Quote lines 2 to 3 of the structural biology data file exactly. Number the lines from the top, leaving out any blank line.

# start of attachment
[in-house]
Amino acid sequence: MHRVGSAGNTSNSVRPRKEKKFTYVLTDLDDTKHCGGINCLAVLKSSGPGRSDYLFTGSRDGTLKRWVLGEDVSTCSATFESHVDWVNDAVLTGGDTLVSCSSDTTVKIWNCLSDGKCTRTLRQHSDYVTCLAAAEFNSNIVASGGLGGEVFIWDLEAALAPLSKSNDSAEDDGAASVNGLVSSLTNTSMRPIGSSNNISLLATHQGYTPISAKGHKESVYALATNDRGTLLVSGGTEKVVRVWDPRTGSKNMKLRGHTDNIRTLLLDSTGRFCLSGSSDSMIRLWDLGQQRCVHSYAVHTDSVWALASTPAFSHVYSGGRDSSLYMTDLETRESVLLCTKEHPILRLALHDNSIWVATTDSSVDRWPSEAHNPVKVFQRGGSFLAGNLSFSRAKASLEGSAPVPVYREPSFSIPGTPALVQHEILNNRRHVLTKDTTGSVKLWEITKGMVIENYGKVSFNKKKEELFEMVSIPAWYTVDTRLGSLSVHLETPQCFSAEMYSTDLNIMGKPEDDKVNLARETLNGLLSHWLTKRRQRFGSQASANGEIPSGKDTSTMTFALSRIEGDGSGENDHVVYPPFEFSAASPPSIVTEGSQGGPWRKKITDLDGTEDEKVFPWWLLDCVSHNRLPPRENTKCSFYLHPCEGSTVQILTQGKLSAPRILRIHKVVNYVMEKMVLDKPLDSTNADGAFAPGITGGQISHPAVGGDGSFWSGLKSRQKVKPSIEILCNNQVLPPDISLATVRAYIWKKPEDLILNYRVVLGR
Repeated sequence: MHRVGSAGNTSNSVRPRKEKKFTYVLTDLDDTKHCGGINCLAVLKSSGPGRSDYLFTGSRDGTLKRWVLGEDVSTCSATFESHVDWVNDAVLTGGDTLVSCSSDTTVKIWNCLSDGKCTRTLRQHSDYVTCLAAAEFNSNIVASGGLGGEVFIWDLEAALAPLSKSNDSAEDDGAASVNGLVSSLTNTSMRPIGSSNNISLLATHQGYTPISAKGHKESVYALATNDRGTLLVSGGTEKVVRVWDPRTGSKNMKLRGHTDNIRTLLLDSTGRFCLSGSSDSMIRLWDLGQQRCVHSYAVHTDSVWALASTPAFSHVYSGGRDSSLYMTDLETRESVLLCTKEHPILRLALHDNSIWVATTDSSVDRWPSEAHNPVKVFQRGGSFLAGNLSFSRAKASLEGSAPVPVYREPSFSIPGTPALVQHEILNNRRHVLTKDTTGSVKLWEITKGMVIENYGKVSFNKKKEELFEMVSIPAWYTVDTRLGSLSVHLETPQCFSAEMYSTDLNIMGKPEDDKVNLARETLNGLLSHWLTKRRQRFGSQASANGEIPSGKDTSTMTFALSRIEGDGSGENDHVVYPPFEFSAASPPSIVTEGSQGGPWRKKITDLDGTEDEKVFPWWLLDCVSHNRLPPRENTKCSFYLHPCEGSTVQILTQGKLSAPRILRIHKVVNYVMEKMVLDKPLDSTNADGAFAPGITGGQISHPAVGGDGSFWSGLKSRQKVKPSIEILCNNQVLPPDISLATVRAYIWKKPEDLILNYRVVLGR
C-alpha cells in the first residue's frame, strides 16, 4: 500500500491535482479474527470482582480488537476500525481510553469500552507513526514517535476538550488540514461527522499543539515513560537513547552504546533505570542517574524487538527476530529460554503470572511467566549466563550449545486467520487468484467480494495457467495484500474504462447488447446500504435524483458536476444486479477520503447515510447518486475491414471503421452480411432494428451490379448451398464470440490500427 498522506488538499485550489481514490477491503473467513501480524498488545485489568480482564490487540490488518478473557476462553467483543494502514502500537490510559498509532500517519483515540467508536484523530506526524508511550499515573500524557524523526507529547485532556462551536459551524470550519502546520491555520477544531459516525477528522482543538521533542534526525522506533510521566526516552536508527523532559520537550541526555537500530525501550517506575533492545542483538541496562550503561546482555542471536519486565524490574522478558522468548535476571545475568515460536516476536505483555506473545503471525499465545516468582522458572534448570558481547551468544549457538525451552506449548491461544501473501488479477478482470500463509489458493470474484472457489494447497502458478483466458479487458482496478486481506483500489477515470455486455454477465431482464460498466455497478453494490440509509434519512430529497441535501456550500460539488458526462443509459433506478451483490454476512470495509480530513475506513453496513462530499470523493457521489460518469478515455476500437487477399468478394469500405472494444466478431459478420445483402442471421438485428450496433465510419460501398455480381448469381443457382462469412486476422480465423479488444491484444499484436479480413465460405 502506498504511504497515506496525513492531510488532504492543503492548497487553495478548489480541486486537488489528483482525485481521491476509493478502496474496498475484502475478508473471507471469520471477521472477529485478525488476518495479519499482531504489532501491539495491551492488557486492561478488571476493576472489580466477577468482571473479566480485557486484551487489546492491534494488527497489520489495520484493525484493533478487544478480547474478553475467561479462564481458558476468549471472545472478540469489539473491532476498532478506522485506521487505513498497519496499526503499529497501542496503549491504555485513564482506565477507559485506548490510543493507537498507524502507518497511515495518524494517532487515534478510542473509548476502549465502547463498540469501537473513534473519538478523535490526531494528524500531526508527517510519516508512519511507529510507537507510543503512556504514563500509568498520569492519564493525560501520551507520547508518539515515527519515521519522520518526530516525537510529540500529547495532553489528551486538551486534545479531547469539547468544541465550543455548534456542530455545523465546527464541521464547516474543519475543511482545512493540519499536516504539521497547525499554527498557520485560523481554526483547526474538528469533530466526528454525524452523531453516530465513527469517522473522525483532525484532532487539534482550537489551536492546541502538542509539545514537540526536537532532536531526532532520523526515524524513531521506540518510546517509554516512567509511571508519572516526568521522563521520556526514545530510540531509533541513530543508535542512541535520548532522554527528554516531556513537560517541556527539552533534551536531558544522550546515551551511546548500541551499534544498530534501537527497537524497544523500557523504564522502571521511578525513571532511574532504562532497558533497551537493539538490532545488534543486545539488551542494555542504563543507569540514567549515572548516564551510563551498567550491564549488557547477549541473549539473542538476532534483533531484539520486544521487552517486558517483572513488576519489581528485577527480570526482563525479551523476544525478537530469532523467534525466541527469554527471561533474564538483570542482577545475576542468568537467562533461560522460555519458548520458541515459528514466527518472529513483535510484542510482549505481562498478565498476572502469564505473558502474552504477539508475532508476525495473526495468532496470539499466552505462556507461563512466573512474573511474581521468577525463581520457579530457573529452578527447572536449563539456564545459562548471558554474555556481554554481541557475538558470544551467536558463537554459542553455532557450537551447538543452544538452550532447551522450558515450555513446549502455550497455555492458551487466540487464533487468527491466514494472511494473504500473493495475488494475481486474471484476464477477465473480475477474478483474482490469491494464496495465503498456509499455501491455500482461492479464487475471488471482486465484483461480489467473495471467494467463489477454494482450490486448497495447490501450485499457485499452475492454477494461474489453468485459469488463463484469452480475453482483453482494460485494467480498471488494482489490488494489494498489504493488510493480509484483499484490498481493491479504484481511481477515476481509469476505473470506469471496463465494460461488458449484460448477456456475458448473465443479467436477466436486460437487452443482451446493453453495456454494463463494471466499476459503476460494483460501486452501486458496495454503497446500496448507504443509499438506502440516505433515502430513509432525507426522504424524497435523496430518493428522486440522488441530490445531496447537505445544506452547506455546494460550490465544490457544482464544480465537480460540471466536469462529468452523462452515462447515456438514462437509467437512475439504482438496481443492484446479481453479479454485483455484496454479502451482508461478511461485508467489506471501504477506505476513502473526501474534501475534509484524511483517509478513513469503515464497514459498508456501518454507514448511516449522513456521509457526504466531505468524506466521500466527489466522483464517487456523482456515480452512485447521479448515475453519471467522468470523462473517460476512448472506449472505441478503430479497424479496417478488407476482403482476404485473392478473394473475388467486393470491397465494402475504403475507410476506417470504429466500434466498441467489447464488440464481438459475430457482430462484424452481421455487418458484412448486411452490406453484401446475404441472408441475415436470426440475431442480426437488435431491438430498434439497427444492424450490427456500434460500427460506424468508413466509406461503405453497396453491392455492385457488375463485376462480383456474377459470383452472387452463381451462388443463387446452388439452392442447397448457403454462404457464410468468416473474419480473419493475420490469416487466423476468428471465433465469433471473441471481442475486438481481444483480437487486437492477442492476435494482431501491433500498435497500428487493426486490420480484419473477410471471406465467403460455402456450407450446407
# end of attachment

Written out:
Amino acid sequence: MHRVGSAGNTSNSVRPRKEKKFTYVLTDLDDTKHCGGINCLAVLKSSGPGRSDYLFTGSRDGTLKRWVLGEDVSTCSATFESHVDWVNDAVLTGGDTLVSCSSDTTVKIWNCLSDGKCTRTLRQHSDYVTCLAAAEFNSNIVASGGLGGEVFIWDLEAALAPLSKSNDSAEDDGAASVNGLVSSLTNTSMRPIGSSNNISLLATHQGYTPISAKGHKESVYALATNDRGTLLVSGGTEKVVRVWDPRTGSKNMKLRGHTDNIRTLLLDSTGRFCLSGSSDSMIRLWDLGQQRCVHSYAVHTDSVWALASTPAFSHVYSGGRDSSLYMTDLETRESVLLCTKEHPILRLALHDNSIWVATTDSSVDRWPSEAHNPVKVFQRGGSFLAGNLSFSRAKASLEGSAPVPVYREPSFSIPGTPALVQHEILNNRRHVLTKDTTGSVKLWEITKGMVIENYGKVSFNKKKEELFEMVSIPAWYTVDTRLGSLSVHLETPQCFSAEMYSTDLNIMGKPEDDKVNLARETLNGLLSHWLTKRRQRFGSQASANGEIPSGKDTSTMTFALSRIEGDGSGENDHVVYPPFEFSAASPPSIVTEGSQGGPWRKKITDLDGTEDEKVFPWWLLDCVSHNRLPPRENTKCSFYLHPCEGSTVQILTQGKLSAPRILRIHKVVNYVMEKMVLDKPLDSTNADGAFAPGITGGQISHPAVGGDGSFWSGLKSRQKVKPSIEILCNNQVLPPDISLATVRAYIWKKPEDLILNYRVVLGR
Repeated sequence: MHRVGSAGNTSNSVRPRKEKKFTYVLTDLDDTKHCGGINCLAVLKSSGPGRSDYLFTGSRDGTLKRWVLGEDVSTCSATFESHVDWVNDAVLTGGDTLVSCSSDTTVKIWNCLSDGKCTRTLRQHSDYVTCLAAAEFNSNIVASGGLGGEVFIWDLEAALAPLSKSNDSAEDDGAASVNGLVSSLTNTSMRPIGSSNNISLLATHQGYTPISAKGHKESVYALATNDRGTLLVSGGTEKVVRVWDPRTGSKNMKLRGHTDNIRTLLLDSTGRFCLSGSSDSMIRLWDLGQQRCVHSYAVHTDSVWALASTPAFSHVYSGGRDSSLYMTDLETRESVLLCTKEHPILRLALHDNSIWVATTDSSVDRWPSEAHNPVKVFQRGGSFLAGNLSFSRAKASLEGSAPVPVYREPSFSIPGTPALVQHEILNNRRHVLTKDTTGSVKLWEITKGMVIENYGKVSFNKKKEELFEMVSIPAWYTVDTRLGSLSVHLETPQCFSAEMYSTDLNIMGKPEDDKVNLARETLNGLLSHWLTKRRQRFGSQASANGEIPSGKDTSTMTFALSRIEGDGSGENDHVVYPPFEFSAASPPSIVTEGSQGGPWRKKITDLDGTEDEKVFPWWLLDCVSHNRLPPRENTKCSFYLHPCEGSTVQILTQGKLSAPRILRIHKVVNYVMEKMVLDKPLDSTNADGAFAPGITGGQISHPAVGGDGSFWSGLKSRQKVKPSIEILCNNQVLPPDISLATVRAYIWKKPEDLILNYRVVLGR